I find manipulating factor variables in R unduly complicated. Things I frequently want to do when cleaning factors include:

  • Resorting levels – not just to set a reference category, but also put all levels in a logical (non-alphabetical order) for summary tables. x <- factor(x, levels = new.order)
  • Recode / rename factor levels – to simplify names and/or collapse multiple categories into one group. For one-to-one recoding levels(x) <- new.levels(x) or plyr::revalue, see here or here for examples. car::recode can perform several one-to-many matches in a single statement, but doesn't support regex matching.

  • Drop levels – not just drop unused levels, but set some levels to missing. (Eg. those with error codes). x <- factor(as.character(x), exclude = drop.levels)

  • Add levels – to show categories with zero counts.

What would be great is to have a single function that can do all of the above at once, allows fuzzy (regex) matching for recoding and dropping factors, can be used within other functions (eg. lapply or dplyr::mutate), and has a simple (consistent) syntax.

I’ve posted my best attempt at this as an answer below, but please let me know if I've missed a function that already exists or if the code can be improved.


I've been made aware of the forcats package, which is subtitled Tools for working with Categorical Variables (Factors). The package has many options for resorting levels ('fct_infreq', 'fct_reorder', 'fct_relevel', ...), recoding/grouping levels ('fct_recode', 'fct_lump', 'fct_collapse'), dropping levels ('fct_recode'), and adding levels ('fct_expand'). But doesn't, as yet, support regex matching.

  • What do you mean by 'in a single step'? – effel Jun 9 '16 at 2:39
  • @effel I guess I was thinking of having a one-line command to do everything that could be incorporated in a lapply command or similar. Although I acknowledge this can be accomplished in R by packaging everything into a custom function. I also wondered if I had missed a command from dplyr or other package that does what car::recode does but with a friendlier syntax. – JWilliman Jun 9 '16 at 4:15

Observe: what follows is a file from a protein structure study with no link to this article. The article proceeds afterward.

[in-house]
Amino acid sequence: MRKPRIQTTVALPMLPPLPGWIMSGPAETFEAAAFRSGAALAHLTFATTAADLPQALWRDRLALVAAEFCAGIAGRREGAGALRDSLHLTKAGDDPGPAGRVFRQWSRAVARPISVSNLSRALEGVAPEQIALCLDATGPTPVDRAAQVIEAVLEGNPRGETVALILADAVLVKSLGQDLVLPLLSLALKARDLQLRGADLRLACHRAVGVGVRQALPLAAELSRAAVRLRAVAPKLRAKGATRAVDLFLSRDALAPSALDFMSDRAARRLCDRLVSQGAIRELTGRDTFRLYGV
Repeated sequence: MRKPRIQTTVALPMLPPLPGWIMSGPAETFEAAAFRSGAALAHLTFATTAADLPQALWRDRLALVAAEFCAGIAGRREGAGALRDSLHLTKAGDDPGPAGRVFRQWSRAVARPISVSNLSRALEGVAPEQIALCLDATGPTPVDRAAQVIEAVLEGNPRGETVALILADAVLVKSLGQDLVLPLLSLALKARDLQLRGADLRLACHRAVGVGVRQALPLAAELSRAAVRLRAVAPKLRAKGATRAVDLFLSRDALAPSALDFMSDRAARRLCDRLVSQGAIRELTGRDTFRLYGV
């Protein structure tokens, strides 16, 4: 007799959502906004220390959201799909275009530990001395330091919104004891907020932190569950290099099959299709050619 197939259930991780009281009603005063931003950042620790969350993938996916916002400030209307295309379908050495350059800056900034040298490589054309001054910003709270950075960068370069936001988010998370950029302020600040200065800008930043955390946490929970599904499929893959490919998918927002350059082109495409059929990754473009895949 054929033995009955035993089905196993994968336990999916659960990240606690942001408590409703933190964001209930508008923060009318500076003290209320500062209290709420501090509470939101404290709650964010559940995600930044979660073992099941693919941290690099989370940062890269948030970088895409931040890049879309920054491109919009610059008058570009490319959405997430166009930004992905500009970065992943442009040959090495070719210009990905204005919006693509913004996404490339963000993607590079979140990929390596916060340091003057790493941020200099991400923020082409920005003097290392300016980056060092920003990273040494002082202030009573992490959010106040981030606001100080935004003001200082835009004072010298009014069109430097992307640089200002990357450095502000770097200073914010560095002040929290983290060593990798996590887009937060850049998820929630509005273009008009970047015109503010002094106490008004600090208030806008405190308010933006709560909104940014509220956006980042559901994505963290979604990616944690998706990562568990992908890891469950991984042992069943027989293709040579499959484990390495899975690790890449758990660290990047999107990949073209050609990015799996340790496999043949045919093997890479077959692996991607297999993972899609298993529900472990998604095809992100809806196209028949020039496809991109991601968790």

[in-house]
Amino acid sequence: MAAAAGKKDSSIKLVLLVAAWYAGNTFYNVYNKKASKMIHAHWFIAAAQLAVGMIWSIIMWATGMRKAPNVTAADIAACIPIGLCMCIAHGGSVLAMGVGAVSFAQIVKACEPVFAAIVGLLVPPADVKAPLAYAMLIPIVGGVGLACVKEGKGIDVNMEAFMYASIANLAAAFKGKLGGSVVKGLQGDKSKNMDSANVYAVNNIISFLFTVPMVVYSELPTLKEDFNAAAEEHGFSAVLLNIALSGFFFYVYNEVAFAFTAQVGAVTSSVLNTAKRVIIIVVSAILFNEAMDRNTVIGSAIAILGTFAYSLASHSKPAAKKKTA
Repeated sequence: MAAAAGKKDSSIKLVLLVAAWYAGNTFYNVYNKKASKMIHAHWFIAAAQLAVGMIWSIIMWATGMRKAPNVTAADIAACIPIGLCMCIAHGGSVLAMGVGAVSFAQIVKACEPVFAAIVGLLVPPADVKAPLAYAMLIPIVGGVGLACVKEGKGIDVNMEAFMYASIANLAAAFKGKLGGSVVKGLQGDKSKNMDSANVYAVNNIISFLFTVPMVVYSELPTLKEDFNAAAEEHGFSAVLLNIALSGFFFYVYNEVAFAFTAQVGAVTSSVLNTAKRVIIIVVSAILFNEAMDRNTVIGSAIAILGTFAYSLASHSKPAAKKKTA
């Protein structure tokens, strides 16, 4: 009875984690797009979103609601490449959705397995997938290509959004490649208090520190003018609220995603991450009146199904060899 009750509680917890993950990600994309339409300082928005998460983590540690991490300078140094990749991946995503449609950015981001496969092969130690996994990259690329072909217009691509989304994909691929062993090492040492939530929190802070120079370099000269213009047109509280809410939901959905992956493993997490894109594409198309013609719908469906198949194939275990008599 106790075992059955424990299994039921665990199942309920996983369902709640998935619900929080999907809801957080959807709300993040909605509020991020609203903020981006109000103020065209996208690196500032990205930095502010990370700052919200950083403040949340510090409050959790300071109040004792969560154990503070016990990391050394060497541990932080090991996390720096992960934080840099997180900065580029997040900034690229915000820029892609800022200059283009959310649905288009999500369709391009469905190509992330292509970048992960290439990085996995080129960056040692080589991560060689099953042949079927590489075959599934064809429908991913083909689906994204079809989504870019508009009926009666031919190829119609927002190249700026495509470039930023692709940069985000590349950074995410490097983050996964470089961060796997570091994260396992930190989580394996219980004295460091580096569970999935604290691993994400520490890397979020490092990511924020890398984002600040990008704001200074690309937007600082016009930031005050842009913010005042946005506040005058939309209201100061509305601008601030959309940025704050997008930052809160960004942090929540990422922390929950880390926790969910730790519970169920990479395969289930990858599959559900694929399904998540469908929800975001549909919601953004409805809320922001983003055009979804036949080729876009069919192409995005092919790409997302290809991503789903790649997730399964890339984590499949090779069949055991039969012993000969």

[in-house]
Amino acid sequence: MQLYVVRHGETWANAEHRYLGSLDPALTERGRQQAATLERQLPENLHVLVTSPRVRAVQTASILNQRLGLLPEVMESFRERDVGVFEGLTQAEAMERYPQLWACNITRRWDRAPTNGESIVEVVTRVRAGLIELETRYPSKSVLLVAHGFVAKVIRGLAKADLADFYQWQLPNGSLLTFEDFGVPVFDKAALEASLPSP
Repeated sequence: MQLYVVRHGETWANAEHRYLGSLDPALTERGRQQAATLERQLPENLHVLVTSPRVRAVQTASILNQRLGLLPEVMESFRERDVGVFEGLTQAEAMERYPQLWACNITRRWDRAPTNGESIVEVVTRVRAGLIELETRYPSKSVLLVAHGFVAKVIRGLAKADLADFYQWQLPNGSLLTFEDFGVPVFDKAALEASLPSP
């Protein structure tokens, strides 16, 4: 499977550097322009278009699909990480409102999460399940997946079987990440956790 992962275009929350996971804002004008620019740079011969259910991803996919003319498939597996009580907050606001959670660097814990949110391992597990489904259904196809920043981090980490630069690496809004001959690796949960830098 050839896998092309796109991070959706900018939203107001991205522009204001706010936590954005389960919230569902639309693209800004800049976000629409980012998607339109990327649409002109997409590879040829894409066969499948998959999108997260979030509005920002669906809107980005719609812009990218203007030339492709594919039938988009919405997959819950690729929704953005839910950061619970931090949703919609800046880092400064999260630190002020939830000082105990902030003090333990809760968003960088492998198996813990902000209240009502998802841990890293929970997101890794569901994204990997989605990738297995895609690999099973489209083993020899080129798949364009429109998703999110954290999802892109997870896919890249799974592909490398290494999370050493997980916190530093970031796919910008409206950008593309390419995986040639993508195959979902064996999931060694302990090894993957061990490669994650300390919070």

Here is my best attempt.

xfactor <- function(x, replace = NULL, drop = FALSE, ignore.case = FALSE, ...) {

  # Coerce to factor if not already (incorporating standard factor arguments)
  if (!is.factor(x))
    x <- factor(x, ...)

  if (!is.null(replace)) {

    # Recode factor levels
    if (!is.null(names(replace))) {
      names(replace)[names(replace) == ""] <- replace[names(replace) == ""]
      levels.tmp <- levels(x)
      for(i in seq_along(replace)) 
        levels.tmp[grepl(replace[i], levels.tmp, ignore.case = ignore.case)] <- names(replace)[i]
      levels(x) <- levels.tmp
      replace <- names(replace) 

    # Reorder factor levels 
    if (drop == TRUE)
      # Drop levels not included in replace statement
      levels.new <- replace
      # Reorder levels so those in replace statment come first
      levels.new <- c(replace, setdiff(levels(x), replace))

    levels.new <- levels(x)

  # Drop all levels listed in drop statement (converting vectors to regex expressions)  
  if (!is.logical(drop)) {
    levels.new <- levels.new[!grepl(paste(drop, collapse = "|"), levels.new)]       

  # Output factor
  return(factor(x, levels = levels.new))

Create example factor

x <- factor(c("dogfish", "rabbit","catfish", "mouse", "dirt"))
[1] "catfish" "dirt"    "dogfish" "mouse"   "rabbit" 

Factor levels can be reordered by passing an unnamed vector to the replace statement. Levels not included in the replace statement get moved to the end or dropped.

xfactor(x, replace = c("mouse", "rabbit"))
[1] dogfish rabbit  catfish mouse   dirt   
Levels: mouse rabbit catfish dirt dogfish

xfactor(x, replace = c("mouse", "rabbit"), drop = TRUE)
[1] <NA>   rabbit <NA>   mouse  <NA>  
Levels: mouse rabbit

Factor levels can be recoded, collapse, and ordered by passing a named vector to the replace statement. Where the vector names are the new factor levels and the vector values are regex expressions for the old levels. Duplicated new levels will be collapsed.

xfactor(x, replace = c("Sea" = "fish", "Land" = "rab|mou"))
[1] Sea  Land Sea  Land dirt
Levels: Sea Land dirt    

Factor levels can be dropped by passing a regex expression (or vector) to the drop statement

xfactor(x, drop = "fish")
[1] <NA>   rabbit <NA>   mouse  dirt  
Levels: dirt mouse rabbit

The function will work within other functions

df <- data.frame(n = 1:5, x)
df %>%
  mutate(y = xfactor(x, replace = c("Sea" = "fish", "Land" = "rab|mou", "Air"), drop = "di"))
  n       x    y
1 1 dogfish  Sea
2 2  rabbit Land
3 3 catfish  Sea
4 4   mouse Land
5 5    dirt <NA>

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